Braised Leg of Lamb with Stewed Apples and Polenta

Braised Leg of Lamb with Stewed Apples and Polenta
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Braised Leg of Lamb with Stewed Apples and Polenta
Claire Bullen

As soon as September 1st hits, I switch immediately into fall mode. Sweaters are taken out of drawers, gourds stake out a place on my dining room table, and, suddenly, all the meat I cook comes out braised.

There are few things as indulgent, pleasing, and comforting as meat that's been left to cook over low heat for multiple hours until it reduces into glorious, shredded, tender goodness, and this recipe is no exception. The classic autumnal fruit, apples, are employed here in a quasi-savory context, accompanying the lamb as a chunky sauce of sorts. Hard cider, meanwhile, is used as a braising liquid to impart the lamb with that extra apple-y flavor. All in all, it's warming, satisfying, and should take you through the rest of fall and winter.

Click here to see the 8 Ways to Use Apple Other Than Pie story.

Ingredients

For the lamb:

  • 2 tablespoons canola oil
  • One 1 ½-pound semi-boneless leg of lamb, skin membrane removed
  • Sea salt and pepper, to taste
  • ¾ teaspoon cumin
  • 2½ cups hard cider
  • 2-3 cups chicken or vegetable broth
  • ½ lemon, quartered
  • 1 McIntosh or Granny Smith apple, quartered
  • 1 onion, quartered
  • 8 cloves garlic, peeled and smashed
  • 3 sprigs fresh rosemary
  • 2 cinnamon sticks
  • 10 whole cloves

For the stewed apples:

  • 3 McIntosh or Granny Smith apples, peeled and chopped into small ¾-inch pieces
  • 4 ounces hard cider
  • 3 ounces chicken broth
  • ½ teaspoon ground cinnamon
  • ½ teaspoon cumin
  • ½ lemon
  • Salt and pepper, to taste

For the polenta:

  • 2 tablespoons olive oil
  • 2 shallots, diced
  • 2 garlic cloves, minced
  • 1 tablespoon fresh thyme leaves, plus 1 sprig for garnish
  • 4 cups chicken broth
  • 1 cup uncooked polenta
  • Salt and pepper, to taste

Directions

For the lamb:

Preheat the oven to 350 degrees.

Heat the canola oil in a large pot over high heat. Sprinkle all over very generously with sea salt, freshly ground black pepper, and cumin. When the pan is hot, add the lamb and sear on all sides for 30 seconds to 1 minute until the lamb has developed a thin golden-brown crust. Remove the pot from heat.

To the pot, add the hard cider. Add 2-3 cups of chicken broth, or until ¾ of the lamb leg is submerged in liquid. Add the lemon, chopped apple, onion, smashed garlic, fresh rosemary sprigs, cinnamon sticks, and whole cloves.

Place the pot back on the stove. Over medium-high heat, cook briefly until the liquid reaches a boil. Taste the braising liquid and salt as necessary. Cover the pot with a lid, and place it in the oven. The lamb will braise for approximately 2 ½ hours until it is fork-tender and easily shredded. Turn the lamb over in the liquid every half hour or so.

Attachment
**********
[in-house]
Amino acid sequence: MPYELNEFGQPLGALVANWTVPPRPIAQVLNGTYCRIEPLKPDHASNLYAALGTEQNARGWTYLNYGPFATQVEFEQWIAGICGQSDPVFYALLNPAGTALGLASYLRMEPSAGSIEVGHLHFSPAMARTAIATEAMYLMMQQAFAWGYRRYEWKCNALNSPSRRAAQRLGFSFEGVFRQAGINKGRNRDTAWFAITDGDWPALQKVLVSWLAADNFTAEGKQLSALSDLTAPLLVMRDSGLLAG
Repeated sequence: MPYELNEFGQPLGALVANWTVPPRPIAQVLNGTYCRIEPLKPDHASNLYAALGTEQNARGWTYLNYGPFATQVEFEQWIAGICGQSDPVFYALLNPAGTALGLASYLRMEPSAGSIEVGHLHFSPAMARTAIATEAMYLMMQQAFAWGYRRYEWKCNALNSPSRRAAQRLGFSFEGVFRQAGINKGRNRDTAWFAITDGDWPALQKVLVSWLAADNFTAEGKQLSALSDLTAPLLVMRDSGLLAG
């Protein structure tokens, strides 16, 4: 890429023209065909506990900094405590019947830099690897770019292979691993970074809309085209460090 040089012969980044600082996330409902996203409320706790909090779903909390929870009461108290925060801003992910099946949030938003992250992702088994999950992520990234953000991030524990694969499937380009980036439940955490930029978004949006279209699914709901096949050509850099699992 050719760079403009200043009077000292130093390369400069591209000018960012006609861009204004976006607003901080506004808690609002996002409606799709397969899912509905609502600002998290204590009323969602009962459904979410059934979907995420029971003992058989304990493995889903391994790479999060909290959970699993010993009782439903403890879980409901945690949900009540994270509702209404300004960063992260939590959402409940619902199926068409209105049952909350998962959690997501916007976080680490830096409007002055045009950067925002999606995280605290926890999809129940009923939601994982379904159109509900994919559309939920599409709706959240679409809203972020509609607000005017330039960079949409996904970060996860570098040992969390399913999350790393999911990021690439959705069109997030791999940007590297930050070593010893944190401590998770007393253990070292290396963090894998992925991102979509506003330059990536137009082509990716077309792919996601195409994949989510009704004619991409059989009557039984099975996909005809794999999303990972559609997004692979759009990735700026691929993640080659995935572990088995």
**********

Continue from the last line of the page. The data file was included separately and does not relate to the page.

For the stewed apples:

Meanwhile, cook the apples in a skillet over medium heat, and add the hard cider and chicken broth. Sprinkle with the cinnamon and cumin. Squeeze the lemon half over the apples. Continue to cook the apples over medium heat for 30-40 minutes, stirring occasionally. After 40 minutes, roughly mash with the back of a wooden spoon or a fork. Taste, and add salt and pepper as necessary.

For the polenta:

Next, in a medium-sized saucepan over medium heat, add the olive oil. Add the shallots and garlic and sauté for approximately 5 minutes or until they start to soften and turn translucent; add the fresh thyme and sauté for an additional minute until fragrant. Add the chicken broth to the pan. Once the broth is hot, slowly stir in the polenta. Stir frequently for approximately 40 minutes or until the polenta has absorbed most of the liquid, and the overall consistency is thick, creamy, and resembles porridge. Add salt and pepper, to taste.

Once the lamb has finished braising, remove from the pot and let rest for 5-10 minutes. Meanwhile, serve the polenta, alotting roughly ½ cup to each plate and spreading it into a thin layer. Roughly chop or shred the lamb and divide evenly among the plates, placing it on top of the polenta. Spoon some of the cooking liquid over the polenta and top the lamb with the stewed apples. Garnish with a fresh thyme sprig.

Lamb Shopping Tip

Look for meat that is bright red. Red meat turns paler as the hemoglobin within releases oxygen – a sign that the meat has been sitting too long at the butcher's counter.

Lamb Cooking Tip

When browning meat, resist the urge to move the meat – you must allow a flavorful crust to form over high heat. Once it has formed, the meat should slide freely with the shake of a pan.

Lamb Wine Pairing

Most red wines, especially cabernet sauvignon, but also including cabernet franc, mourvèdre, Rhône blends, zinfandel, petite sirah, nebbiolo, nero d'avola, primitivo, barbera, and sangiovese.